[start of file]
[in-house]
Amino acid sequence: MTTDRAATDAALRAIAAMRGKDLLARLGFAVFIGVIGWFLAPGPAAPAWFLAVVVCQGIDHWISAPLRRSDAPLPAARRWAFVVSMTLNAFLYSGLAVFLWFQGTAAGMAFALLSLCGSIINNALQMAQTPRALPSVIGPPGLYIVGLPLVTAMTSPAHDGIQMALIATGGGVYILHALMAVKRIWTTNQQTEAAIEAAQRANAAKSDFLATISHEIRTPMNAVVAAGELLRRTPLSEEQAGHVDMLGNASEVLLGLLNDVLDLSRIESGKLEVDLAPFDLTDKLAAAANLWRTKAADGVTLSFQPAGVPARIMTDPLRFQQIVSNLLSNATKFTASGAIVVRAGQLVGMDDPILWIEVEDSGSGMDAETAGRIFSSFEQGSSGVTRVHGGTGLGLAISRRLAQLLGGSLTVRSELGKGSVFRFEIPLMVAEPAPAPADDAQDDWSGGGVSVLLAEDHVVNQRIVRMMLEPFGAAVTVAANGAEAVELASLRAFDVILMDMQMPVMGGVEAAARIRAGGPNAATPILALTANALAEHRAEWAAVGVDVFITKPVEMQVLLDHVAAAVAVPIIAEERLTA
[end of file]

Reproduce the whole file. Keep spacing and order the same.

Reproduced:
[in-house]
Amino acid sequence: MTTDRAATDAALRAIAAMRGKDLLARLGFAVFIGVIGWFLAPGPAAPAWFLAVVVCQGIDHWISAPLRRSDAPLPAARRWAFVVSMTLNAFLYSGLAVFLWFQGTAAGMAFALLSLCGSIINNALQMAQTPRALPSVIGPPGLYIVGLPLVTAMTSPAHDGIQMALIATGGGVYILHALMAVKRIWTTNQQTEAAIEAAQRANAAKSDFLATISHEIRTPMNAVVAAGELLRRTPLSEEQAGHVDMLGNASEVLLGLLNDVLDLSRIESGKLEVDLAPFDLTDKLAAAANLWRTKAADGVTLSFQPAGVPARIMTDPLRFQQIVSNLLSNATKFTASGAIVVRAGQLVGMDDPILWIEVEDSGSGMDAETAGRIFSSFEQGSSGVTRVHGGTGLGLAISRRLAQLLGGSLTVRSELGKGSVFRFEIPLMVAEPAPAPADDAQDDWSGGGVSVLLAEDHVVNQRIVRMMLEPFGAAVTVAANGAEAVELASLRAFDVILMDMQMPVMGGVEAAARIRAGGPNAATPILALTANALAEHRAEWAAVGVDVFITKPVEMQVLLDHVAAAVAVPIIAEERLTA